Nairy Baghramian inaugurates the solo project sequence, with the debut of Jumbled Alphabet, 2021. On view from February 4 to March 13, 2021, three portraits capture a child’s face turning away, giving the viewer the proverbial cold shoulder. Composed as a radiographic study, the girl’s grumpy expression embodies the poetic streak of an unruly child, suggesting this position as a creative, critical state of mind, to be extended.
Baghramian’s work has often made reference to historic relationships between subject and object, and their perceived independence, as a means to interrogate ideological norms surrounding the traditional understanding of the artist and the artistic offspring. Here, the title of the work, Jumbled Alphabet, hints at the phonetic worksheets filled with scrambled letters that must be unscrambled to form complete words, and are often used as training tools for children learning to read. In Baghramian’s three portraits, the standard markers of a child’s happy portrait have gone awry. Reveling in her imperfection, a sense of play emerges. The portraits remind us how all too often we heedlessly take the bait, letting our cognitive abilities kick in for orderly completion. Now, in a sky blue world where offspring act up, escape is possible.
This work is presented in tandem to Baghramian’s upcoming exhibition, Misfits, curated by Bruna Roccasalva at Fondazione Furla and Galleria d’Arte Moderna, Milan in 2021. Nairy Baghramian is represented courtesy of Marian Goodman, New York / London / Paris; Galerie Buchholz, Berlin / Cologne / New York; and kurimanzutto, Mexico City / New York. We extend our special thanks and gratitude, to Marian Goodman Gallery, for its collaboration in this project.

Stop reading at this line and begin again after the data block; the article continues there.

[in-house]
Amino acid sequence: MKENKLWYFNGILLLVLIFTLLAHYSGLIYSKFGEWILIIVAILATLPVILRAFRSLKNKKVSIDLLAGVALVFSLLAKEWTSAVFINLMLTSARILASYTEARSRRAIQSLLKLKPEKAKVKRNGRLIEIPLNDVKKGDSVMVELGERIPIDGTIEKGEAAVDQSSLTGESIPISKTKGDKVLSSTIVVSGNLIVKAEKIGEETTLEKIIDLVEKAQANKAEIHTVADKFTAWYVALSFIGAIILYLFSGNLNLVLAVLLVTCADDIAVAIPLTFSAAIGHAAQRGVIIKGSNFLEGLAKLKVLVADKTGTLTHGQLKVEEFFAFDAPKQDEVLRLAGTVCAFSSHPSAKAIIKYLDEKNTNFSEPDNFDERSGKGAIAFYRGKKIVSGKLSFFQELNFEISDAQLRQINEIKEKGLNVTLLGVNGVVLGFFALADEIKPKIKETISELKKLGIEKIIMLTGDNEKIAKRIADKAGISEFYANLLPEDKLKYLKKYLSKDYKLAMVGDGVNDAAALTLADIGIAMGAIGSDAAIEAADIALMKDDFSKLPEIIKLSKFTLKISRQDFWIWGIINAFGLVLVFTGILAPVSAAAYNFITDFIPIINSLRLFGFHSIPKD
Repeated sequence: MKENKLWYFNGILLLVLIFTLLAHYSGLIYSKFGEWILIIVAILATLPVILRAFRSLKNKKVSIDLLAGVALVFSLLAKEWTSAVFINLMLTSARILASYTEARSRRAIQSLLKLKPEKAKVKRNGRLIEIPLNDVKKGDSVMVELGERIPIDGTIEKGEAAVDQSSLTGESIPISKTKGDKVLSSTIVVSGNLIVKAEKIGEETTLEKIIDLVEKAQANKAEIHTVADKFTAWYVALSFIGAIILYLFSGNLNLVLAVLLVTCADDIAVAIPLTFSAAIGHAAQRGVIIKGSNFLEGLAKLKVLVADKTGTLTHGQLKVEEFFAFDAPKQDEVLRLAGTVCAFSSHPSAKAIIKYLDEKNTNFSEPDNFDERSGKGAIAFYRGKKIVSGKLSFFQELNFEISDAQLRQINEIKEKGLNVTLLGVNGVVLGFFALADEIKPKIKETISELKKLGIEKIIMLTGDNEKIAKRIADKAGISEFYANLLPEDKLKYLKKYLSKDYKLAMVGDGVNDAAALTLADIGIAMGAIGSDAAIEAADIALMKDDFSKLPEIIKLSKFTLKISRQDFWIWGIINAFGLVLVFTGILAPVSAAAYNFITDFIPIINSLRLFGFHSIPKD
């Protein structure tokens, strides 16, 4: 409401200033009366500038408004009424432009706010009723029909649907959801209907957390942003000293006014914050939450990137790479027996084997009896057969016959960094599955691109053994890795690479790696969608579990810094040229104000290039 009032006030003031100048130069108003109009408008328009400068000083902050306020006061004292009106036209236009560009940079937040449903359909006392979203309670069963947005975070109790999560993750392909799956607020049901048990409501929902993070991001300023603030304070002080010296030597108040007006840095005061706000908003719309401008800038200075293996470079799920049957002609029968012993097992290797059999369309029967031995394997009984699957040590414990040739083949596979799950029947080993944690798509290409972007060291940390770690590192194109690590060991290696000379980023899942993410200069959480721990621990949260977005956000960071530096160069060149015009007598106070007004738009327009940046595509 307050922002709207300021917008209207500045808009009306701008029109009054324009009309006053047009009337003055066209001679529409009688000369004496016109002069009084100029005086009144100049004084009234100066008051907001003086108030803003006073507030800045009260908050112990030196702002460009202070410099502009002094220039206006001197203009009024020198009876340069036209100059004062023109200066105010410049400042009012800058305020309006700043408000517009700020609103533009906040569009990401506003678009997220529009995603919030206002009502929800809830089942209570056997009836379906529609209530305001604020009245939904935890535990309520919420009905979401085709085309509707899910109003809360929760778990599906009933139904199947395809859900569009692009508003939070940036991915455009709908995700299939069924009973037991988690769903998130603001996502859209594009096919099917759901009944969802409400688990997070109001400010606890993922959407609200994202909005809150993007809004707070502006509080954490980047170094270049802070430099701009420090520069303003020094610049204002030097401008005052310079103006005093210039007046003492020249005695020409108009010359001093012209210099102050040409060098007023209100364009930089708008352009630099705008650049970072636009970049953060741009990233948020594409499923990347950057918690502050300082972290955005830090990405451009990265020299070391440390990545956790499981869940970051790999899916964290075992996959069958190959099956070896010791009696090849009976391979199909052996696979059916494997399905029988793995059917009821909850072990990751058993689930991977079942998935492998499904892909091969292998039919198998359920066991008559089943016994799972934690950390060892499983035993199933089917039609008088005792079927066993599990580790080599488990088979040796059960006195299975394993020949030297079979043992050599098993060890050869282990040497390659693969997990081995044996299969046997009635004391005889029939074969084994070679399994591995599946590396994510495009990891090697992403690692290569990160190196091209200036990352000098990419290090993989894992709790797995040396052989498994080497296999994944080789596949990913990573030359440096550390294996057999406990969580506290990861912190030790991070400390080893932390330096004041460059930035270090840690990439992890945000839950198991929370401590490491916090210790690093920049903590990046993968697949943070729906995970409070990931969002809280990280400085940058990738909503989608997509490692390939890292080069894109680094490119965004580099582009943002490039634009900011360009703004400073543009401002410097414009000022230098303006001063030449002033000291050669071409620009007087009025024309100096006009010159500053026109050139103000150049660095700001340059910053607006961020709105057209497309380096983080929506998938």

Nairy Baghramian explores forms and concepts inherited from the history of art to address issues of functionality, decoration, abstraction, and feminism. Her work offers a reflection on the incessant cycle of aesthetic object production, cultivating an interest in marginalized art forms and spaces that are often considered territory of the “feminine”. Her sculptures —made from a wide range of materials including steel, silicon, resin, and leather— bring art historical references into the realm of the subjective: the human body is dismantled and recombined through the politics of interior design. The result offers a re-reading of the legacy of Minimalism and Surrealism in the shape of protuberances and cavities, lumps and spills, organs and body parts. Instability, also a recurrent theme in Baghramian’s work, becomes evident in the use of tenuous and flimsy supports to hold and display her sculptures: dangling or leaning, always on the brink of collapse. The strength of her practice lies precisely in revisiting the oft-overlooked and the delicate, using these tropes as a point of departure for sculptures that are aware of their own fragility while comfortably holding sway over the exhibition space.
Nairy Baghramian lives and works in Berlin.